Whatever their disability or learning difficulty children have a part to play in society after school. An early start in mainstream playgroups or nursery schools, followed by education in ordinary schools and colleges, is the best preparation for an integrated life. Education is part of, not separate from, the rest of children's lives. Disabled children can be educated in mainstream schools with appropriate support.
Shah discusses arguments against segregated education; Alderson and Goodey, (1998) argue that reports which suggest that students have a higher self-esteem or do better at special schools are worthless if self-esteem depends on being in an artificial, sheltered world. Barnes (1991) argues that being in a protective, segregated environment holds back disabled individuals from society. Dr John Mary and the British Council of Organizations of Disabled People (1986) believe that special education is one of the key routes for distributing non-disabled views of the world and making sure that disabled school leavers are socially isolated. The outcome of this isolation is that disabled people accept social discrimination and lack the skills needed in adult life. This argument is supported by Jenkinson (1997) and Fuchs and Fuchs (1998) who feel that the deficiency of suitable behavioural role models, and the removal from the general way of life of childhood and adolescence contribute to isolation in the community. Barnes, (1991) also argues that by producing socially and educationally disabled individuals, the special education system maintains discrimination practices in all other areas of social life, particularly employment. Dunn (1968), also had the same views, in that, a segregated placement is responsible for people with disabilities being negatively labelled and excluded from society. He goes on to say that labels have damaging effects on both teacher expectations and the student’s own self-concept. Another major criticism of segregated education is that an isolated curriculum that focuses on specific educational needs stops students from learning a wide range of subjects offered in mainstream schools. Jenkinson (1997) argues that the small number of staff in special schools, along with their considerably limited, curricula expertise, restricts the range and content of the curriculum. She feels the lack of training and experience of most special school teachers in the secondary curriculum to be a growing obstacle as students with disabilities move into adolescence. An article entitled Special School Shame (Disability Now, January 1997) reported on a study, conducted by the Alliance for Inclusive Education, which evidenced that special schools are less likely than mainstream schools to enter their students for public examinations. According to the sample statistics, only 6 of the 85 special schools in the study (7 per cent) proceeded to compete in national exams. The reasoning was based on the assumption that children in special schools were unable to learn as well as their peers in regular education.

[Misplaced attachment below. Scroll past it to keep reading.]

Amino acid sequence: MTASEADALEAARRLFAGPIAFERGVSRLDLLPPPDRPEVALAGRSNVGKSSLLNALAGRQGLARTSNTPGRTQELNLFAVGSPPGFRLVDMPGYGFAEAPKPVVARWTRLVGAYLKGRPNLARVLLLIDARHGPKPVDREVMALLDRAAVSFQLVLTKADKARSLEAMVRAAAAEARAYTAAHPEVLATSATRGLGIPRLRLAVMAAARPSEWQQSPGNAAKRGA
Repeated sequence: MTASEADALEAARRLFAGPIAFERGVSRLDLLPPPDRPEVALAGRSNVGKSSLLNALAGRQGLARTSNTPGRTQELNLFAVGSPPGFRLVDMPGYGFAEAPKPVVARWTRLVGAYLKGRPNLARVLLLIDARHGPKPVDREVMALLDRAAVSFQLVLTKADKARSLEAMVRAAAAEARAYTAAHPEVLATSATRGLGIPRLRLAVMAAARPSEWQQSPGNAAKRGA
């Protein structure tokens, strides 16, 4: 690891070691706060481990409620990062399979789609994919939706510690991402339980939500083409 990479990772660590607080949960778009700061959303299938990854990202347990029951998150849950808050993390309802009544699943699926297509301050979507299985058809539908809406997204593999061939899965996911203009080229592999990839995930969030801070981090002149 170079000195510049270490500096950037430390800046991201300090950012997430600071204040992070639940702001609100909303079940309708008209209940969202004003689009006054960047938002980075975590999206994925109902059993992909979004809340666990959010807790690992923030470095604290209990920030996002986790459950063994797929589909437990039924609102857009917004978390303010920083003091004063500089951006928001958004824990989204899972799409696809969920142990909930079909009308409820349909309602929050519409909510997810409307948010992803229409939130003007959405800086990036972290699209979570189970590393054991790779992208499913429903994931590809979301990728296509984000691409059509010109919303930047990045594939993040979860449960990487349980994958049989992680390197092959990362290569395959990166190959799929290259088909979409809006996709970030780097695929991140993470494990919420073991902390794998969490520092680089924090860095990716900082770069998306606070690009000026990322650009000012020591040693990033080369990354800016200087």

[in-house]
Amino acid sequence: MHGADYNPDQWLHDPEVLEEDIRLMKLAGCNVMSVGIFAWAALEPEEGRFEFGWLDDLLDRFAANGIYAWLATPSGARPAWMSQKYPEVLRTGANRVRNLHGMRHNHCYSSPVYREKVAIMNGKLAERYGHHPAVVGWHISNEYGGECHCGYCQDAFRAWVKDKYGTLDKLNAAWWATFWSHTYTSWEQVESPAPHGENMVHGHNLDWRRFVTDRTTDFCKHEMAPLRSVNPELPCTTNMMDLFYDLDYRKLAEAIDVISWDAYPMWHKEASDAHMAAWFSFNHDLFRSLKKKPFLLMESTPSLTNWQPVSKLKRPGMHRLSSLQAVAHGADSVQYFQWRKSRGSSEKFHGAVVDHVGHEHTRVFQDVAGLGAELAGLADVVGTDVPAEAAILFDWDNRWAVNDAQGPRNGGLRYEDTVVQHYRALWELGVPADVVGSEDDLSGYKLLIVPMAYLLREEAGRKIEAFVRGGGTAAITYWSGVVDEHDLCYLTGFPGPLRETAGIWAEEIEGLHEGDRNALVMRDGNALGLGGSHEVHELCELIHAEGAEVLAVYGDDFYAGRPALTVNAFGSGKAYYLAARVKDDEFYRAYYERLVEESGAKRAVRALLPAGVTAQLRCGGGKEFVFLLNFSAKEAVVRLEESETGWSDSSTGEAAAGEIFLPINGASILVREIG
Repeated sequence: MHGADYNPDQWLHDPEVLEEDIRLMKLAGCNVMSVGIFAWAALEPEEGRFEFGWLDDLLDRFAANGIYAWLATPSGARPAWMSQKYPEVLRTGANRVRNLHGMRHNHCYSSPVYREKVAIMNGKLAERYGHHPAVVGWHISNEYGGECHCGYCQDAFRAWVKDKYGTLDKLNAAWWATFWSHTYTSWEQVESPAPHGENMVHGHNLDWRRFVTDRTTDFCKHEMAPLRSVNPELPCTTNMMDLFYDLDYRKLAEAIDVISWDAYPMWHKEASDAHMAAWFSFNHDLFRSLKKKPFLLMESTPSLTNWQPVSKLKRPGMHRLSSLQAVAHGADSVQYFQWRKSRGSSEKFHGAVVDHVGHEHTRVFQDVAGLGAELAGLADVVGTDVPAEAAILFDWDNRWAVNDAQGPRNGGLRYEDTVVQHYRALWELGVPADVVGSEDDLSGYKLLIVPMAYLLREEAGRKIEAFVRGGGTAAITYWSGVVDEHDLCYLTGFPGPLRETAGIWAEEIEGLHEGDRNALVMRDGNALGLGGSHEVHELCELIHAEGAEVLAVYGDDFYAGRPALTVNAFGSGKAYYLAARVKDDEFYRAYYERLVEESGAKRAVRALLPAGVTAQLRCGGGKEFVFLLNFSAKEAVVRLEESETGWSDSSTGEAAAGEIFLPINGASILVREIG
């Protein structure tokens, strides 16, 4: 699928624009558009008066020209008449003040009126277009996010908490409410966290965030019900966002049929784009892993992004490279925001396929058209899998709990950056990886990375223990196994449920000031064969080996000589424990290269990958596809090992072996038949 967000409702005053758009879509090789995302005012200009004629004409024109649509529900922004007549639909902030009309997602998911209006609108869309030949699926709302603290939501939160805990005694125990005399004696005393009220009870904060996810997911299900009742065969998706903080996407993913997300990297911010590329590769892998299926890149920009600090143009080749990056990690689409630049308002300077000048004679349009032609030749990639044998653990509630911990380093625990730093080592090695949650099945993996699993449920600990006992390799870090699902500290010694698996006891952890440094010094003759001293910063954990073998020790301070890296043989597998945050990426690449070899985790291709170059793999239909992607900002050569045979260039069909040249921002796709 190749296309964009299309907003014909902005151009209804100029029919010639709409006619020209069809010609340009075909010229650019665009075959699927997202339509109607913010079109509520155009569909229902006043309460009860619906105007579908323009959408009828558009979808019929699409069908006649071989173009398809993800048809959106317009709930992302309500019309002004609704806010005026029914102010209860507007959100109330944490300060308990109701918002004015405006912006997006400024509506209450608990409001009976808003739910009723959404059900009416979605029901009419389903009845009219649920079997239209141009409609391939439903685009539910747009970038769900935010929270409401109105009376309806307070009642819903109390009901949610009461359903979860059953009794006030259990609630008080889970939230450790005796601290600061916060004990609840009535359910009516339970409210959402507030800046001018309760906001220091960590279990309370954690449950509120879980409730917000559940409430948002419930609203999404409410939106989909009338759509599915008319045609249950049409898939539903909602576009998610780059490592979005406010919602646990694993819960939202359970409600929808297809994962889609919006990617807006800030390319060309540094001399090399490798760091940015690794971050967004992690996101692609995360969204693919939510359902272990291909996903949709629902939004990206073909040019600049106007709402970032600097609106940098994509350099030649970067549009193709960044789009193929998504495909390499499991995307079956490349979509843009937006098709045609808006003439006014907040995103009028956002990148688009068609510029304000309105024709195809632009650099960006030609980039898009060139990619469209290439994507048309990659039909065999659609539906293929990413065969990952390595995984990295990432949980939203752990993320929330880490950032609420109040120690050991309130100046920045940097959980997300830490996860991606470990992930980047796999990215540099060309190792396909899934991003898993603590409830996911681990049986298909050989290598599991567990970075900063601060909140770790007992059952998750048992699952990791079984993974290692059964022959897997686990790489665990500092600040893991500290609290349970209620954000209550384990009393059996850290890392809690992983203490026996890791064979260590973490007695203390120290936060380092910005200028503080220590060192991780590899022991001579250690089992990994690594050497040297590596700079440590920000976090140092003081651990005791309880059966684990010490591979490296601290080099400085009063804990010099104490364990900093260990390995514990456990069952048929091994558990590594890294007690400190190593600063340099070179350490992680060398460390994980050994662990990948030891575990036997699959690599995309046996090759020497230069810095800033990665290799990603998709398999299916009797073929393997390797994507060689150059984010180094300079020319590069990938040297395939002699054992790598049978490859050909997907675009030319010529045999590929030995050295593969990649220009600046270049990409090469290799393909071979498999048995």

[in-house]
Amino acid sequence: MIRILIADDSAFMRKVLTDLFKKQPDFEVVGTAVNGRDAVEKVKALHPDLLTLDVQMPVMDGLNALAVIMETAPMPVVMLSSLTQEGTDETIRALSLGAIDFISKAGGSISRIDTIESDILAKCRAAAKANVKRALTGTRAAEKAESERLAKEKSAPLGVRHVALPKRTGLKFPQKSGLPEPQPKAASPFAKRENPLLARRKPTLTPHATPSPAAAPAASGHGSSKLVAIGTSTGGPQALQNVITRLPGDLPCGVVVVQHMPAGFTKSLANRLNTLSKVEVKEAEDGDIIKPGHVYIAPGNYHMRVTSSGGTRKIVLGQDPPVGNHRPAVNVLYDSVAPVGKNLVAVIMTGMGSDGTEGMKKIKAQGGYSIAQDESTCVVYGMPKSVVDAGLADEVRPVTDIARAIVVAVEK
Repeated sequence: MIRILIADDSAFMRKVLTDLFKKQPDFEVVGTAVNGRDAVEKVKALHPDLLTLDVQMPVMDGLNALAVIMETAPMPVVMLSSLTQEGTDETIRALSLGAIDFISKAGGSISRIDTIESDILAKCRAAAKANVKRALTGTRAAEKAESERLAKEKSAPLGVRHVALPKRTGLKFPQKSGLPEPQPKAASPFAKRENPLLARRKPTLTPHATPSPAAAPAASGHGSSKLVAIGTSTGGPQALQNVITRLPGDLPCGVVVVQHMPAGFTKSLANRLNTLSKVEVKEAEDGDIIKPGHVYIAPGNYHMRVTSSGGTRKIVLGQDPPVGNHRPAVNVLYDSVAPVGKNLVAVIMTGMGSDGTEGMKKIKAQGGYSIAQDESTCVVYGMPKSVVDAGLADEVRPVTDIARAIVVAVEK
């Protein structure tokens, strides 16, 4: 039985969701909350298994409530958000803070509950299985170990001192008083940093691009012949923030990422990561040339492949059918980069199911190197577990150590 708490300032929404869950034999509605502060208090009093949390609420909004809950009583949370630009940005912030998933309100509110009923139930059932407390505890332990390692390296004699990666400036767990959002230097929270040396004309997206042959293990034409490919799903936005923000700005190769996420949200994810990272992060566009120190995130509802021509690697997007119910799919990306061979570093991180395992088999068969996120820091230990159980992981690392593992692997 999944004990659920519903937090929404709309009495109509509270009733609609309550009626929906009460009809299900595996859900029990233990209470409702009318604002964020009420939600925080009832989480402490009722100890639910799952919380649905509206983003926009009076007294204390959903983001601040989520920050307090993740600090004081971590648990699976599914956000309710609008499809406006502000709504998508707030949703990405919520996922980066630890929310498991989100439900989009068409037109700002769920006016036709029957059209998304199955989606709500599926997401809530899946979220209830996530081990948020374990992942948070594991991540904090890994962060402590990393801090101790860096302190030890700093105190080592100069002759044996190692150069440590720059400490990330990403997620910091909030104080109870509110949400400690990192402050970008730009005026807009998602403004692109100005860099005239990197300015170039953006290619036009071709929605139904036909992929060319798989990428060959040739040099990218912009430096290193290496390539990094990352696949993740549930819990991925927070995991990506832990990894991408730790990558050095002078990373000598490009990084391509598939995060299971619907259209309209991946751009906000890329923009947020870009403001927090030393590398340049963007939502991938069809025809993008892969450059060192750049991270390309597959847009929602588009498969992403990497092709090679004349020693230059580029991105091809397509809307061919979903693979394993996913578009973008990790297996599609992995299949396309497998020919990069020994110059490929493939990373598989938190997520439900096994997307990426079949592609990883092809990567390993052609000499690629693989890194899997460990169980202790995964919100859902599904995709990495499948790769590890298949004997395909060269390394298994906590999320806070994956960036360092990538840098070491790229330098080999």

Shah has also discussed inclusive education and cites a number of authors for example, Barnes (1991) has argued that inclusion plays a crucial role in the fight towards the abolition of discrimination and of disabled people being accepted as citizens of the social majority, he suggests that being educated in mainstream schools is positively related to the successful transition of people with disabilities into employment and wider society, although, being placed in mainstream school does not necessarily mean experiencing total inclusion. Inclusive education is more than just placing a disabled person in a mainstream school and providing extra support. Inclusion requires major changes within society to allow everyone to take part, interact and make choices. Young disabled people are less likely than their non-disabled counterparts to pursue academic subjects of their choice due to restrictions imposed by the physical environment. Burgess, (2003) believes that even now, mainstream schools are not fully accessible, as those responsible for developing inclusion still often think of accessibility as ramps and rails. Burgess also points out that discriminatory attitudes among teachers in mainstream schools have also been confirmed by UK education inspectors. A survey by the Department of Education and Science (DES), published in 1989, noted that the attitudes of some staff were patronising, while others were reluctant to work with disabled pupils. These attitudes were likely to be reproduced in the attitudes and behaviour of non-disabled students towards their disabled peers. The result of such attitudinal prejudice among peers may be critical. Haring, (1991) argues that peer acceptance is a primary outcome of schooling, with important outcomes for the quality of life of students with disabilities. (Shah, S, 2005)